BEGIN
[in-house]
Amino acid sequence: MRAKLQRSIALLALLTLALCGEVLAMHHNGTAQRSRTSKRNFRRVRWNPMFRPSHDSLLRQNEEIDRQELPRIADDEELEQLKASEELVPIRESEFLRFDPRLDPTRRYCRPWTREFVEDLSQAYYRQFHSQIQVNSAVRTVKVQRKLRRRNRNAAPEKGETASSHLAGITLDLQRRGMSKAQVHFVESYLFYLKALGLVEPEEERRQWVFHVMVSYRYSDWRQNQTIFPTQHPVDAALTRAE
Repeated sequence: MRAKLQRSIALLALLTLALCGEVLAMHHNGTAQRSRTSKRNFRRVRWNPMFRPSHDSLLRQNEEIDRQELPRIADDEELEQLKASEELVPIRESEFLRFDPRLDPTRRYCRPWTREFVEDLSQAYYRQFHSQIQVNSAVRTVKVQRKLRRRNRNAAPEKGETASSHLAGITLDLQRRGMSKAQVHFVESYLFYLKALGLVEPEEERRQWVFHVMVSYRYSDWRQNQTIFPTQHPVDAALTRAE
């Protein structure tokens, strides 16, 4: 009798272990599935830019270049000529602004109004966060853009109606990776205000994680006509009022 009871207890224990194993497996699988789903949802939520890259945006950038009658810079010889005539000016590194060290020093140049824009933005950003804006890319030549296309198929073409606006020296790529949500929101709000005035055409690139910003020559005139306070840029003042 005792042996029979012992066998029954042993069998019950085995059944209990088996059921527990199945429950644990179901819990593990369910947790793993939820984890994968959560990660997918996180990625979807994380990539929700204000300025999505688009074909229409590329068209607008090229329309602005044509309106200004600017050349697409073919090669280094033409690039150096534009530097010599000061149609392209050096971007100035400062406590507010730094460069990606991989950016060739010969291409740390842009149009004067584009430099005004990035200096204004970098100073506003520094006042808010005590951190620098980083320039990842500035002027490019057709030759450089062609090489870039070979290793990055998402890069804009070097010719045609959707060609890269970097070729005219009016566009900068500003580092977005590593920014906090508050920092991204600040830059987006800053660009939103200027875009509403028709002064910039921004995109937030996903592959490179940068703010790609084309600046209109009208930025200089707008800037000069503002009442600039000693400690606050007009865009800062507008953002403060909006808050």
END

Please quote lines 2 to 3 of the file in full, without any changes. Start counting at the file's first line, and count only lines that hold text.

Amino acid sequence: MRAKLQRSIALLALLTLALCGEVLAMHHNGTAQRSRTSKRNFRRVRWNPMFRPSHDSLLRQNEEIDRQELPRIADDEELEQLKASEELVPIRESEFLRFDPRLDPTRRYCRPWTREFVEDLSQAYYRQFHSQIQVNSAVRTVKVQRKLRRRNRNAAPEKGETASSHLAGITLDLQRRGMSKAQVHFVESYLFYLKALGLVEPEEERRQWVFHVMVSYRYSDWRQNQTIFPTQHPVDAALTRAE
Repeated sequence: MRAKLQRSIALLALLTLALCGEVLAMHHNGTAQRSRTSKRNFRRVRWNPMFRPSHDSLLRQNEEIDRQELPRIADDEELEQLKASEELVPIRESEFLRFDPRLDPTRRYCRPWTREFVEDLSQAYYRQFHSQIQVNSAVRTVKVQRKLRRRNRNAAPEKGETASSHLAGITLDLQRRGMSKAQVHFVESYLFYLKALGLVEPEEERRQWVFHVMVSYRYSDWRQNQTIFPTQHPVDAALTRAE